One of the biggest changes in food systems in recent decades has been the widespread expansion of the intellectual property (IP) regime from seeds to trademarks to access to knowledge. This is having a major impact across the world in reshaping food systems and many large businesses involved. It has profound implications for the distribution of wealth and power in the 21st century.
In an interview in April 2018 on the Real News Network Professor, Peter Drahos, Professor of Law and Governance in the Law Department at the European University Institute, Florence, explains how China has been pushed into accepting IP rules by the USA. In the second half of the interview he explains more broadly why he feels this is a mistake and why ‘intellectual property fundamentally contributes to inequality’.
These issues are explored more in relation to food systems in three on-line talks on the open access Food Systems Academy (FSAc) website. In an overview talk, Peter briefly discusses property in general and its importance for how societies function before examining so-called ‘intellectual property rights’, which include patent, trademark and copyright laws. He reflects on their benefits and costs, their justifications and their impact on societies, including conferring the private power of taxation. Finally, he uses the example of copyright to amplify his arguments that we should be sceptical about having more of them and, indeed, would benefit from having less.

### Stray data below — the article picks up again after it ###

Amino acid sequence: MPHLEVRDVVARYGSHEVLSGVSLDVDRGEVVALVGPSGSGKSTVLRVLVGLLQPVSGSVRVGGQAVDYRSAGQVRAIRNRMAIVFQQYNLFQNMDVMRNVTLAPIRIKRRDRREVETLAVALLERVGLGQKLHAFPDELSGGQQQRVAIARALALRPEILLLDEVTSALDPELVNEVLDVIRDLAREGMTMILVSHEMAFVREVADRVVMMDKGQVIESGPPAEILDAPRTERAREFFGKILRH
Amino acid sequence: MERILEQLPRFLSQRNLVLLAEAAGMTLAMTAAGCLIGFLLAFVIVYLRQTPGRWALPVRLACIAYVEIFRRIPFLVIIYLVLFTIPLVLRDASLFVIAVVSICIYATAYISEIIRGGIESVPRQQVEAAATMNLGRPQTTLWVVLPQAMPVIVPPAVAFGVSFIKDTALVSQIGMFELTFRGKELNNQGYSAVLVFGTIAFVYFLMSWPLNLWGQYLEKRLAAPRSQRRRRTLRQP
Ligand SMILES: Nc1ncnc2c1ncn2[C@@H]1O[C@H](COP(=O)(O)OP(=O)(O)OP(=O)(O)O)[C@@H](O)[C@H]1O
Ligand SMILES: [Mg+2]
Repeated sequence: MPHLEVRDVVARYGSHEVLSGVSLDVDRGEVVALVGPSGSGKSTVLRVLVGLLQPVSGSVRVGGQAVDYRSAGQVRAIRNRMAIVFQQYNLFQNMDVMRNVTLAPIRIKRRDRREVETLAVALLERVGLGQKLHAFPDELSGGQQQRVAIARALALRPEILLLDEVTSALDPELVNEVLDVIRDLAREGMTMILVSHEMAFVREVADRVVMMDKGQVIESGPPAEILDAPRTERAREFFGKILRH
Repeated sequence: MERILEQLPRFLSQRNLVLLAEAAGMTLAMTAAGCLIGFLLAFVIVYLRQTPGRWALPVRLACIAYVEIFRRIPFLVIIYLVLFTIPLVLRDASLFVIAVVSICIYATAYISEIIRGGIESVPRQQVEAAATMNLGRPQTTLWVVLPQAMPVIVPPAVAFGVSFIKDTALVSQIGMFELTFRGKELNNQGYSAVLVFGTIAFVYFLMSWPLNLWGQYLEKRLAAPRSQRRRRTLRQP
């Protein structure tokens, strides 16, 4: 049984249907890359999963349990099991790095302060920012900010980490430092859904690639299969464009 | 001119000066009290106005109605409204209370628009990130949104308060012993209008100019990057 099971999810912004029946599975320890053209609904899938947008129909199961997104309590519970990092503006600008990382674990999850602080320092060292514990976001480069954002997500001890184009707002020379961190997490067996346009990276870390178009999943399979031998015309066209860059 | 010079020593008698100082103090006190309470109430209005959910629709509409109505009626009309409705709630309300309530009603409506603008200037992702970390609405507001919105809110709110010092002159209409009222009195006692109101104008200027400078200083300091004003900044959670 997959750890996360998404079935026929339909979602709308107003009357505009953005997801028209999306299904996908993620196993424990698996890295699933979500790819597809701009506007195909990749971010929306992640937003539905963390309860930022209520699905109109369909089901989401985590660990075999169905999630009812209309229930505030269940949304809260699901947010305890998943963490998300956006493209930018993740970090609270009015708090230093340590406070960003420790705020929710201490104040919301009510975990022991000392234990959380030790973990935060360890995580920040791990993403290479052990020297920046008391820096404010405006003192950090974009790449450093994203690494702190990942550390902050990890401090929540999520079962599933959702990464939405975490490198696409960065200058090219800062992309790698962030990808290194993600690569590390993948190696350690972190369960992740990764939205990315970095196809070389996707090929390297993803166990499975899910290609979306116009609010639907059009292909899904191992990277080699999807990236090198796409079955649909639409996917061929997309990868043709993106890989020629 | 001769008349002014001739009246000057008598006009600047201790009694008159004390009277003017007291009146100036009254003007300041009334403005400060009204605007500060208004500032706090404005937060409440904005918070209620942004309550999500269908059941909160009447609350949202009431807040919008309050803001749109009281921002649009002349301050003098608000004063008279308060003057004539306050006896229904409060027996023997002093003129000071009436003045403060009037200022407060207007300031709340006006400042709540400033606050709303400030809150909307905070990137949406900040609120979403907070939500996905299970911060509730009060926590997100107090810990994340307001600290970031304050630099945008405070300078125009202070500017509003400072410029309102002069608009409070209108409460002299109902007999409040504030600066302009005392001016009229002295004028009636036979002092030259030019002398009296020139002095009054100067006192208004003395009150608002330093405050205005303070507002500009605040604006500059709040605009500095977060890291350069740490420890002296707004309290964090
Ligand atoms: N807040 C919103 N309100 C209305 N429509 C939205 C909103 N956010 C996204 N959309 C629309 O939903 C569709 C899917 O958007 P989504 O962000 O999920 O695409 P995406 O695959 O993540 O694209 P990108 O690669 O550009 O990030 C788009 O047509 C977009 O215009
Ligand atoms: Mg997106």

In his second talk on the FSAc, Peter outlines how concerted business lobbying inserted intellectual property into the global trade negotiations, which resulted in the Agreement on Trade-Related Aspects of Intellectual Property Rights (TRIPS) becoming part of the World Trade Organisation. He sketches out some implications of this on states’ ability to act on citizens behalf through regulating for food provisioning, health and environmental well-being. He uses the example of Australia’s tobacco plain packaging legislation to illustrate this.
In the other talk, Seeds of contention, control or diversity?, I discuss briefly the changing global rules on biodiversity, plant genetic resources and intellectual property and their impact on the future control of food. These are explored more fully in a book I co-edited with Tasmin Rajotte called The Future Control of Food – A Guide to International Negotiations and Rules on Intellectual Property, Biodiversity and Food Security, Earthscan, London, 2008. It is also free to download in English, Spanish and Chinese – click here for links.